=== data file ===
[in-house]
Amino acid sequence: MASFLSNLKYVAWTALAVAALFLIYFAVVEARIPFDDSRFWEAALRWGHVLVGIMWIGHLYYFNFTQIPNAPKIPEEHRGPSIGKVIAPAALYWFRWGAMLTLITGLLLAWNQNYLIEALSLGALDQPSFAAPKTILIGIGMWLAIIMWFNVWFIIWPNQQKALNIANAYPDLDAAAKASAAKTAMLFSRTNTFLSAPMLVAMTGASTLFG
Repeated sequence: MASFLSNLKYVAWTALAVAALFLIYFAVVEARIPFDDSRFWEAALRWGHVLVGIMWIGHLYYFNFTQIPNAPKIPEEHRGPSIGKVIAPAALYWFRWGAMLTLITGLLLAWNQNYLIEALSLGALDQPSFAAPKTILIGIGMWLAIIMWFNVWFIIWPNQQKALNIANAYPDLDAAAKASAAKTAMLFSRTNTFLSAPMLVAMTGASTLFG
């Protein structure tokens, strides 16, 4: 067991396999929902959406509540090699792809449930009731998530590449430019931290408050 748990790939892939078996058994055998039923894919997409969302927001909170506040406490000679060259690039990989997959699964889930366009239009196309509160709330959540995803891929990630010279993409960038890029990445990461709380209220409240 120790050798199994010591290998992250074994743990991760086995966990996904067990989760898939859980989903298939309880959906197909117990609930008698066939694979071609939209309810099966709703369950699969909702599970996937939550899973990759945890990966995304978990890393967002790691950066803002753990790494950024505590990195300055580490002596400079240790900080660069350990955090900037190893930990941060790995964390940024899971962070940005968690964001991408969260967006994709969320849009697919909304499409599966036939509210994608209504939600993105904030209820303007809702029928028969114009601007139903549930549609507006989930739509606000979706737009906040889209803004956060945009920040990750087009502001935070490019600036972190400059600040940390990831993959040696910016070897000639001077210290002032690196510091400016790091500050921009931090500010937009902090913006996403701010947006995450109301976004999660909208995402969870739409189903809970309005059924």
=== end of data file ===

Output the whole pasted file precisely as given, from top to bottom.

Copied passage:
[in-house]
Amino acid sequence: MASFLSNLKYVAWTALAVAALFLIYFAVVEARIPFDDSRFWEAALRWGHVLVGIMWIGHLYYFNFTQIPNAPKIPEEHRGPSIGKVIAPAALYWFRWGAMLTLITGLLLAWNQNYLIEALSLGALDQPSFAAPKTILIGIGMWLAIIMWFNVWFIIWPNQQKALNIANAYPDLDAAAKASAAKTAMLFSRTNTFLSAPMLVAMTGASTLFG
Repeated sequence: MASFLSNLKYVAWTALAVAALFLIYFAVVEARIPFDDSRFWEAALRWGHVLVGIMWIGHLYYFNFTQIPNAPKIPEEHRGPSIGKVIAPAALYWFRWGAMLTLITGLLLAWNQNYLIEALSLGALDQPSFAAPKTILIGIGMWLAIIMWFNVWFIIWPNQQKALNIANAYPDLDAAAKASAAKTAMLFSRTNTFLSAPMLVAMTGASTLFG
């Protein structure tokens, strides 16, 4: 067991396999929902959406509540090699792809449930009731998530590449430019931290408050 748990790939892939078996058994055998039923894919997409969302927001909170506040406490000679060259690039990989997959699964889930366009239009196309509160709330959540995803891929990630010279993409960038890029990445990461709380209220409240 120790050798199994010591290998992250074994743990991760086995966990996904067990989760898939859980989903298939309880959906197909117990609930008698066939694979071609939209309810099966709703369950699969909702599970996937939550899973990759945890990966995304978990890393967002790691950066803002753990790494950024505590990195300055580490002596400079240790900080660069350990955090900037190893930990941060790995964390940024899971962070940005968690964001991408969260967006994709969320849009697919909304499409599966036939509210994608209504939600993105904030209820303007809702029928028969114009601007139903549930549609507006989930739509606000979706737009906040889209803004956060945009920040990750087009502001935070490019600036972190400059600040940390990831993959040696910016070897000639001077210290002032690196510091400016790091500050921009931090500010937009902090913006996403701010947006995450109301976004999660909208995402969870739409189903809970309005059924």